I just started a new series of videos where I show how to use Visual Studio to quickly take an idea into a real app and how to keep your project on track using the ALM features of Visual Studio Online.
This first part is about storyboarding the app, picturing a high level overview of the app components and creating a team project in Visual Studio Online with a prioritized backlog of requirements.
In the next video we’ll dive into the Kanban board and how to plan the first sprint.
In the last part of the series I show how to track the progress of your team using the new SharePoint Dashboards and the SQL Server Reporting Services that are part of the Team Foundation Server 2010 installation.
I hope this video series was of any help to anybody interested in learning about Visual Studio 2010, TFS 2010 and Team Build 2010. The series end here mostly because I have already shown most of what I wanted to show and also because Visual Studio 2010 RC is around the corner and I don’t want to mix stuff of Beta 2 with RC.
If there’s anything you’d like to see (or not to see anymore) on this blog please let me know, feedback is greatly appreciated!
In part 10 I show how to use Team Build 2010 to prepare a Continuous Integration build definition for the BookStore application. Continuous integration is a best practice that makes sure that any time a developer checks-in some code a new build is triggered, allowing the team to quickly find broken builds and fix them early in the development process.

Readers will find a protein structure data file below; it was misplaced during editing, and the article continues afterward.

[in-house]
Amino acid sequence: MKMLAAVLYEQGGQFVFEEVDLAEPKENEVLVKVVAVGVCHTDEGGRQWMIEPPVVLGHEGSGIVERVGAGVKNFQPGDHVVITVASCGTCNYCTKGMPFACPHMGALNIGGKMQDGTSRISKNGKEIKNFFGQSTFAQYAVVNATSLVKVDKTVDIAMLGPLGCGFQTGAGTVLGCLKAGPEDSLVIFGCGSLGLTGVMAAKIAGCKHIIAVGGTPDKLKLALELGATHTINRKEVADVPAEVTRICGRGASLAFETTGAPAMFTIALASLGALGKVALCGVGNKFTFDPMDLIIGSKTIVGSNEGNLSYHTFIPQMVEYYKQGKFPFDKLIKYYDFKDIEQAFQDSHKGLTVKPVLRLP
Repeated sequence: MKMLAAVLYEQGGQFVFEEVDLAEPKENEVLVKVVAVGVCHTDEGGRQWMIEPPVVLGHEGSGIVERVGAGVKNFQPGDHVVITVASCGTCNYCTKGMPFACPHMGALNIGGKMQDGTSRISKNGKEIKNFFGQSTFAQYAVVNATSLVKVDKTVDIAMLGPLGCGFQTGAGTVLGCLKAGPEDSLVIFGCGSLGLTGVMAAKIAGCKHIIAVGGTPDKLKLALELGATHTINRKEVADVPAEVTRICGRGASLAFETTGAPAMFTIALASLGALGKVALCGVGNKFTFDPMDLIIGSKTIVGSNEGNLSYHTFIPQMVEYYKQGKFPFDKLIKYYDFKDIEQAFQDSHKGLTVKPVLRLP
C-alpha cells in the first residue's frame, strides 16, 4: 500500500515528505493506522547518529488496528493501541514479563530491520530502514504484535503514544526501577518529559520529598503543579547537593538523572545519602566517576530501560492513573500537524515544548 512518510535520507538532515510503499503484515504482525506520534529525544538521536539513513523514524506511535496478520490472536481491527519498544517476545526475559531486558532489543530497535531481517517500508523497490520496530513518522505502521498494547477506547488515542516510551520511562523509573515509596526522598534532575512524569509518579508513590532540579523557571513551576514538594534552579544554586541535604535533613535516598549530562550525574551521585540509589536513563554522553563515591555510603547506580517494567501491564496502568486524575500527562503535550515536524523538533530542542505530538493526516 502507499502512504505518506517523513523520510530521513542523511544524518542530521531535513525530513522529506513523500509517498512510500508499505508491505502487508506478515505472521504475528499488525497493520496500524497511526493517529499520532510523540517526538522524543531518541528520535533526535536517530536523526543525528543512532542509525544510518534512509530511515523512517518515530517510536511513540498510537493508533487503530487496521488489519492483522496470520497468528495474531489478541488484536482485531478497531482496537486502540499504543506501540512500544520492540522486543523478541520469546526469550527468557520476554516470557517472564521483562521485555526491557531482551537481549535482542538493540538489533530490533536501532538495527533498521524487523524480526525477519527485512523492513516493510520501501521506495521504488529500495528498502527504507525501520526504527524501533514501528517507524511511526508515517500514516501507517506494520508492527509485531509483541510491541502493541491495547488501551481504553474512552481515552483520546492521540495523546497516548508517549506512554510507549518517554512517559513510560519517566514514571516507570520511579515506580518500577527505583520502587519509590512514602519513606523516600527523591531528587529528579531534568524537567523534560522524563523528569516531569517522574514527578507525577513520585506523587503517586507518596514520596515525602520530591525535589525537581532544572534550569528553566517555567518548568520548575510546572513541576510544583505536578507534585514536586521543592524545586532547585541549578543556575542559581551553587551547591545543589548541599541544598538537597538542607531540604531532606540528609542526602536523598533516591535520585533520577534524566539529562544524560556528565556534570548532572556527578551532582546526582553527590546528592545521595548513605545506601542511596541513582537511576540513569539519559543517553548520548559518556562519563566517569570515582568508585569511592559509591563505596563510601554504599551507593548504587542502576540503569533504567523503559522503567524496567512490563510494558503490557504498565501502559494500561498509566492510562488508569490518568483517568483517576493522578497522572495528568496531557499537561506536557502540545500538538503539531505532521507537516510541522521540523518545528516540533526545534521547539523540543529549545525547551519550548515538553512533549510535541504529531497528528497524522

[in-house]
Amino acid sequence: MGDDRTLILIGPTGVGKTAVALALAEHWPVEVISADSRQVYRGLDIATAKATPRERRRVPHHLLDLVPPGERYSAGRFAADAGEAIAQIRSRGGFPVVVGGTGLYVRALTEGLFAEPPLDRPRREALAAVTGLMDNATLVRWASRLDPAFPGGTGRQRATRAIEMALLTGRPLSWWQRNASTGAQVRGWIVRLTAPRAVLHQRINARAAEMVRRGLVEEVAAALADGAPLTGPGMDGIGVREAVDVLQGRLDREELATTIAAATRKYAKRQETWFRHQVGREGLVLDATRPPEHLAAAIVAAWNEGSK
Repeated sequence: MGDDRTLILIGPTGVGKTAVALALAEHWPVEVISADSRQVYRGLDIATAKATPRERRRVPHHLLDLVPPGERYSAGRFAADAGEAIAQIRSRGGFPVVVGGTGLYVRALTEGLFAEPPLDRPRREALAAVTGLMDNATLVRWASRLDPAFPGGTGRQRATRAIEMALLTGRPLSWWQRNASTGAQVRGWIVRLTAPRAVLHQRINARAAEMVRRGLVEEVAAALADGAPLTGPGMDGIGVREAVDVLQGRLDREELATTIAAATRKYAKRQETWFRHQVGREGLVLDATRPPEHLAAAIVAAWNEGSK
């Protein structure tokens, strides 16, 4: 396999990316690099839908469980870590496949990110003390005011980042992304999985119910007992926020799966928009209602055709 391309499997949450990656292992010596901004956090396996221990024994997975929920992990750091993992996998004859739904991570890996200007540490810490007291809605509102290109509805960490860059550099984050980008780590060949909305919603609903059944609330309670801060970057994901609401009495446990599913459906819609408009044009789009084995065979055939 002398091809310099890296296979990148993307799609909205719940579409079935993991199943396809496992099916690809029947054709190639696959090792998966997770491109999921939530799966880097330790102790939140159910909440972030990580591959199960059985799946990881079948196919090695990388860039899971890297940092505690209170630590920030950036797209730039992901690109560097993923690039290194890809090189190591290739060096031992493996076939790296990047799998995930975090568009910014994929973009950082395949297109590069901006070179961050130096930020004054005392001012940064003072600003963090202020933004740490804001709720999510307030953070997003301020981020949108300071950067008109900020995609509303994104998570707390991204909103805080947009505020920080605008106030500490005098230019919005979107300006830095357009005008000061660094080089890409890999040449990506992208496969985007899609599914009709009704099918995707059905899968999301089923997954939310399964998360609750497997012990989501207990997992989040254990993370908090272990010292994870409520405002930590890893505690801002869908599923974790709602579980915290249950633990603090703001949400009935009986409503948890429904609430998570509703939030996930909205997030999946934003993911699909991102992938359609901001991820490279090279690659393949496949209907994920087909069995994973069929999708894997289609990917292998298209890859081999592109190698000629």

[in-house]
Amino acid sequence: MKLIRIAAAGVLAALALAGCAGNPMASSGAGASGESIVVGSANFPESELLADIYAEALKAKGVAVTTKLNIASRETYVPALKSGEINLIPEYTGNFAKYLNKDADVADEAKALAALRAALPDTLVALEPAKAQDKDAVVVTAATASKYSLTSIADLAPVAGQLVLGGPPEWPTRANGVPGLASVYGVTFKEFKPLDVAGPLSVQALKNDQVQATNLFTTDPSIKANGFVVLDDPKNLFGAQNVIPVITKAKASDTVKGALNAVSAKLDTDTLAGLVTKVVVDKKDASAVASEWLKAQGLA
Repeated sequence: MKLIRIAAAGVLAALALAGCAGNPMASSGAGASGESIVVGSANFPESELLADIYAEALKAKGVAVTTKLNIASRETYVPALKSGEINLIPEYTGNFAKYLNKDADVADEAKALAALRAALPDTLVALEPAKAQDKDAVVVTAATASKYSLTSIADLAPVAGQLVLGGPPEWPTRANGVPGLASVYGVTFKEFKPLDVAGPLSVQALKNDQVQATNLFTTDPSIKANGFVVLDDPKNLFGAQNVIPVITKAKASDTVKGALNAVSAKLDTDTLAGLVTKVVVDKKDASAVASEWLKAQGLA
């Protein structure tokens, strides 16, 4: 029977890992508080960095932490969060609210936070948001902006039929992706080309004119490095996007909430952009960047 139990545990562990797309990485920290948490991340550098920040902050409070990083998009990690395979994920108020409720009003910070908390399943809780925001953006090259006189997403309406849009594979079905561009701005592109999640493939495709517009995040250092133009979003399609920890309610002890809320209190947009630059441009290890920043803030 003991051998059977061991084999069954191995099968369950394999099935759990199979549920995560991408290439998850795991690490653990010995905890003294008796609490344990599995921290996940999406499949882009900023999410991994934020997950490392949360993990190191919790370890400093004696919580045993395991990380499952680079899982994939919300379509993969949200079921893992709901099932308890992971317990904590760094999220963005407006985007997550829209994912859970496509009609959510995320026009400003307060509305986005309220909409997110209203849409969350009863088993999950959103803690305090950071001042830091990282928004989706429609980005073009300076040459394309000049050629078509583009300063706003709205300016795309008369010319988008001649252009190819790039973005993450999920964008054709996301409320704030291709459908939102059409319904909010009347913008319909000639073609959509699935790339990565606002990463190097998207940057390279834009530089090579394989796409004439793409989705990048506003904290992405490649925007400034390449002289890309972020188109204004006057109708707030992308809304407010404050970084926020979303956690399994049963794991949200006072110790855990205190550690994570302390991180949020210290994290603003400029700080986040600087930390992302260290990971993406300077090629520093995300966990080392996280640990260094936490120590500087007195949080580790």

As a side note I just want to highlight that the WMV video that you can download from the above link has better quality than the Youtube video, mostly because of Youtube processing of the video which, for some reason, reduces quality and un-syncs the video from the audio. Download the video for the best quality.
In part 8 I create and execute a test case and also record a bug using Test and Lab Manager, which is part of the Visual Studio 2010 suite of products. You can see how to include a screenshot, a video and more relevant information from the test result into the bug, which will in turn be very useful information for the developer.
In part 7 I create the user interface for the Book Store application. I show how to create a Windows Presentation Foundation (WPF) application that can take advantage of the Visual Studio Data Sources window and Data Binding. Finally I check in the new project associating it with the developer task.
In part 6 I continue doing some Test Driven to actually make our unit test go to the green state. I also show some quick ADO.NET Entity Framework use and finally how to check-in your code to Team Foundation Server while associating that check-in with the developer task.
In part 5 I show how to start coding using some Test Driven Development. Ran a little bit out of time, so this part covers from the Visual Studio solution creation to running the unit test getting a fail result. Next part covers making the test pass.
In part 4 I show how to plan your iteration, also known as sprint. You can see how to specify the iteration duration, assign tasks to team members and check your iteration capacity to make sure the team will not commit to more tasks than they can actually complete.
In this third part I show how to add users to Team Projects. This requires granting access to domain users in Team Foundation Server, SharePoint and Reporting Services. An easy task but usually causes a little confusion when working with TFS for first time.